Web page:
34: eth0@if35: <BROADCAST,MULTICAST,UP,LOWER_UP> mtu 1500 qdisc noqueue state UP group default
    inet 172.19.0.2/16 brd 172.19.255.255 scope global eth0

# See docker bridges' and containers' NICs on the host side.
...
3: docker0: <BROADCAST,MULTICAST,UP,LOWER_UP> mtu 1500 qdisc noqueue state UP group default
    link/ether 02:42:7c:72:8a:f2 brd ff:ff:ff:ff:ff:ff
    inet 172.18.0.1/16 brd 172.18.255.255 scope global docker0
       valid_lft forever preferred_lft forever
    inet6 fe80::42:7cff:fe72:8af2/64 scope link
       valid_lft forever preferred_lft forever
23: vethd1d3c7f@if22: <BROADCAST,MULTICAST,UP,LOWER_UP> mtu 1500 qdisc noqueue master docker0 state UP
 group default
    link/ether d6:92:c7:41:c6:b9 brd ff:ff:ff:ff:ff:ff link-netnsid 1
    inet6 fe80::d492:c7ff:fe41:c6b9/64 scope link
       valid_lft forever preferred_lft forever
25: veth622799a@if24: <BROADCAST,MULTICAST,UP,LOWER_UP> mtu 1500 qdisc noqueue master docker0 state UP
 group default
    link/ether fa:47:38:e1:eb:04 brd ff:ff:ff:ff:ff:ff link-netnsid 2
    inet6 fe80::f847:38ff:fee1:eb04/64 scope link
       valid_lft forever preferred_lft forever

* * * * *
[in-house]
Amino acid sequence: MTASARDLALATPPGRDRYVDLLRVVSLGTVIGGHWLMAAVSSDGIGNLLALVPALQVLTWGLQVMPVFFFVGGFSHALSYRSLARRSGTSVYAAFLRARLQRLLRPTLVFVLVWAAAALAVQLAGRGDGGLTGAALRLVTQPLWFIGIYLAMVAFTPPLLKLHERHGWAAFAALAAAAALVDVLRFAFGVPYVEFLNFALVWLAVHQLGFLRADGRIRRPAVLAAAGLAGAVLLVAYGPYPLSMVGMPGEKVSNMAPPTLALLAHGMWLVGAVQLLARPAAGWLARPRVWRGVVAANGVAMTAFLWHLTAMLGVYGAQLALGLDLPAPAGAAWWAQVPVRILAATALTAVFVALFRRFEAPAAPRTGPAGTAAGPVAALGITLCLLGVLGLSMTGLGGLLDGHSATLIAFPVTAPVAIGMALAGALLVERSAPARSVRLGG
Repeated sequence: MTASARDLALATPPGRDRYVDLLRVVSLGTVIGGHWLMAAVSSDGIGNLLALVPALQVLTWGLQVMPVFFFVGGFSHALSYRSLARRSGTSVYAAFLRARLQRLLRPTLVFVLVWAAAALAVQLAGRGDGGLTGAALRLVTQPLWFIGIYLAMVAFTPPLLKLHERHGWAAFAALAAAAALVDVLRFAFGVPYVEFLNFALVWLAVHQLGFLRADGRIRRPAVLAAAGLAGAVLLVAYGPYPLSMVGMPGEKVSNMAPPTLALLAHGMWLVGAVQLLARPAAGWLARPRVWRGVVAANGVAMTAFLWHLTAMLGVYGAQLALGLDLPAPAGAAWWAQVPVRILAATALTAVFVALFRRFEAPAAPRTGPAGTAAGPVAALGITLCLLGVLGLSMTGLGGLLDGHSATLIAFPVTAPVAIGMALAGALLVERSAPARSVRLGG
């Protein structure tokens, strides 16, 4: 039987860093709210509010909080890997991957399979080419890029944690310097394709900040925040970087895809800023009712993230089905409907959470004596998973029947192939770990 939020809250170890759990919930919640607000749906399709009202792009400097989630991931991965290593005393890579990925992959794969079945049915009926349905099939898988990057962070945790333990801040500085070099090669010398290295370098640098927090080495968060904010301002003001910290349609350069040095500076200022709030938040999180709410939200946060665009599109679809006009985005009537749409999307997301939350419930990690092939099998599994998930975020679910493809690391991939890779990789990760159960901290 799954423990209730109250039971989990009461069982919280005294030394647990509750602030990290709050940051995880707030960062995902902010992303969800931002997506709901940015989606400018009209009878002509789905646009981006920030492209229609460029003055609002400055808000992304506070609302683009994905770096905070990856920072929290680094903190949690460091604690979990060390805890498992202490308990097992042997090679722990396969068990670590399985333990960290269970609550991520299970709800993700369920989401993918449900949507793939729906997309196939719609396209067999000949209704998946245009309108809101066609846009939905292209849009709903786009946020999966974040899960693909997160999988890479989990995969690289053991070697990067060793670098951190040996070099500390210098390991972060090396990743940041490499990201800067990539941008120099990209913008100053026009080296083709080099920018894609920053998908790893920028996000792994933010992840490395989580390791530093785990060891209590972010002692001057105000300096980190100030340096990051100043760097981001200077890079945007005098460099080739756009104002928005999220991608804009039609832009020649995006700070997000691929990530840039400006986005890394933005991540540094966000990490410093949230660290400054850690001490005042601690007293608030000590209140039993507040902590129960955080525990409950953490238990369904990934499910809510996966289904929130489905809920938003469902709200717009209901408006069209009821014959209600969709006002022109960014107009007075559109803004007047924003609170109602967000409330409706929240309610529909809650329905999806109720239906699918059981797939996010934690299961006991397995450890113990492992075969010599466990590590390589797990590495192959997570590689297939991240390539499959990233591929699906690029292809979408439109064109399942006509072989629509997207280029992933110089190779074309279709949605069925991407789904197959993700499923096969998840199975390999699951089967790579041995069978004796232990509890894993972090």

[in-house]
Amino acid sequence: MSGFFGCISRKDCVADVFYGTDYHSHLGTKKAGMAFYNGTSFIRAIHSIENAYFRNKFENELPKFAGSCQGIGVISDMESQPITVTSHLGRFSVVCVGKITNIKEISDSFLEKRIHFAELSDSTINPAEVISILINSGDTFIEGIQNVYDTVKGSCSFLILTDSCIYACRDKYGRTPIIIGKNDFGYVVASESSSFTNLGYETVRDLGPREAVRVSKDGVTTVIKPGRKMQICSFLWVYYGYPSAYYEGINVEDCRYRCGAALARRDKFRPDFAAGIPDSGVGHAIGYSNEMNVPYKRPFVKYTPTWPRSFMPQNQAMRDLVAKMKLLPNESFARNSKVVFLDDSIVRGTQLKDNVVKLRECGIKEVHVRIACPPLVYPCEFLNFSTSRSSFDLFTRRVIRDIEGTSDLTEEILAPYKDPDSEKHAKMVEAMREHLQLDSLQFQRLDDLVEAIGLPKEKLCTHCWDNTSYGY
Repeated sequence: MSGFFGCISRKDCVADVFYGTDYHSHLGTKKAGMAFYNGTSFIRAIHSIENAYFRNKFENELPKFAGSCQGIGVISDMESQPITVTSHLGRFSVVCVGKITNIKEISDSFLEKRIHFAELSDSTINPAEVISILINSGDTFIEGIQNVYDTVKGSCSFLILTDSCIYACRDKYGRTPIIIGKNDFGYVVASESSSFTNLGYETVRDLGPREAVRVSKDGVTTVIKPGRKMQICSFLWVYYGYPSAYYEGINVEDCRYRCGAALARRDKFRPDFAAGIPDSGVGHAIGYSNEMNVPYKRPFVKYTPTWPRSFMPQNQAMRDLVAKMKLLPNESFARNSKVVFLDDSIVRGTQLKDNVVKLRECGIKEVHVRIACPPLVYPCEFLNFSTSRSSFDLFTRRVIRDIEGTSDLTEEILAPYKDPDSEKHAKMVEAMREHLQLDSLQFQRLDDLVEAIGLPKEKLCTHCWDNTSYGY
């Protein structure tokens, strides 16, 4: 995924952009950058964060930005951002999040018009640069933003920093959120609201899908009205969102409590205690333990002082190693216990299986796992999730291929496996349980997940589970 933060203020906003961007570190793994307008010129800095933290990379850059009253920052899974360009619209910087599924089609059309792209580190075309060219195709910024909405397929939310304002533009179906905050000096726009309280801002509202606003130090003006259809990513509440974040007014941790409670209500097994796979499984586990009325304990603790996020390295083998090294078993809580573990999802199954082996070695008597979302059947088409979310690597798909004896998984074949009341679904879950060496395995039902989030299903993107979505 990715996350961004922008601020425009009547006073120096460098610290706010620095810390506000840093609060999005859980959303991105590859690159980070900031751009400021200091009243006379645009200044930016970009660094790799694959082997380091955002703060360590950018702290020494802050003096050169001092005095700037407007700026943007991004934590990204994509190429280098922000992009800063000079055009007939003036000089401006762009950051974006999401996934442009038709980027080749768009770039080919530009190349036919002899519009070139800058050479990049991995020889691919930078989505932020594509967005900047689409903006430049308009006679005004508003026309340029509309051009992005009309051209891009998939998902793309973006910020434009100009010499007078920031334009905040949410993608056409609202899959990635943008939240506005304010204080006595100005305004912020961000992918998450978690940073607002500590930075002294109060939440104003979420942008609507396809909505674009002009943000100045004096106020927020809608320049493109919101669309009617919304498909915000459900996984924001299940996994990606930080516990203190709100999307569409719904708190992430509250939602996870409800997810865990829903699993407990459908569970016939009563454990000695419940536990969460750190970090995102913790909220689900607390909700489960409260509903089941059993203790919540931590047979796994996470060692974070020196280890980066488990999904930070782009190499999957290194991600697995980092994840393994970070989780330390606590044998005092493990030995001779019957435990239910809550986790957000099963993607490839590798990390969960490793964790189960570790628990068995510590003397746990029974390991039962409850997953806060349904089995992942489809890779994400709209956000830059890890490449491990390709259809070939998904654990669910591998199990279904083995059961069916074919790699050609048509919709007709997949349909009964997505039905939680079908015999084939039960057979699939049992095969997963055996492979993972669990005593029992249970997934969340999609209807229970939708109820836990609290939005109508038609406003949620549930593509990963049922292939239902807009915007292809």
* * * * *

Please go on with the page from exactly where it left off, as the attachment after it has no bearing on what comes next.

30: br-6c1c92f34df9: <BROADCAST,MULTICAST,UP,LOWER_UP> mtu 1500 qdisc noqueue state UP group default
    link/ether 02:42:a3:0b:d6:71 brd ff:ff:ff:ff:ff:ff
    inet 172.19.0.1/16 brd 172.19.255.255 scope global br-6c1c92f34df9
       valid_lft forever preferred_lft forever
    inet6 fe80::42:a3ff:fe0b:d671/64 scope link
       valid_lft forever preferred_lft forever
35: veth05790ff@if34: <BROADCAST,MULTICAST,UP,LOWER_UP> mtu 1500 qdisc noqueue master br-6c1c92f34df9
state UP group default
    link/ether de:d4:74:dd:ea:5c brd ff:ff:ff:ff:ff:ff link-netnsid 3
    inet6 fe80::dcd4:74ff:fedd:ea5c/64 scope link
       valid_lft forever preferred_lft forever

# Ping 'con2' from 'con1' network. (SUCCESS)
ubuntu@vm0:~$ sudo ip netns exec con1 ping 172.18.0.3
PING 172.18.0.3 (172.18.0.3) 56(84) bytes of data.
64 bytes from 172.18.0.3: icmp_seq=1 ttl=64 time=0.040 ms
64 bytes from 172.18.0.3: icmp_seq=2 ttl=64 time=0.037 ms
--- 172.18.0.3 ping statistics ---
2 packets transmitted, 2 received, 0% packet loss, time 1023ms

# Ping 'con3' from 'con1' network. (FAIL)
ubuntu@vm0:~$ sudo ip netns exec con1 ping 172.19.0.2
PING 172.19.0.2 (172.19.0.2) 56(84) bytes of data.
--- 172.19.0.2 ping statistics ---
73 packets transmitted, 0 received, 100% packet loss, time 73728ms
...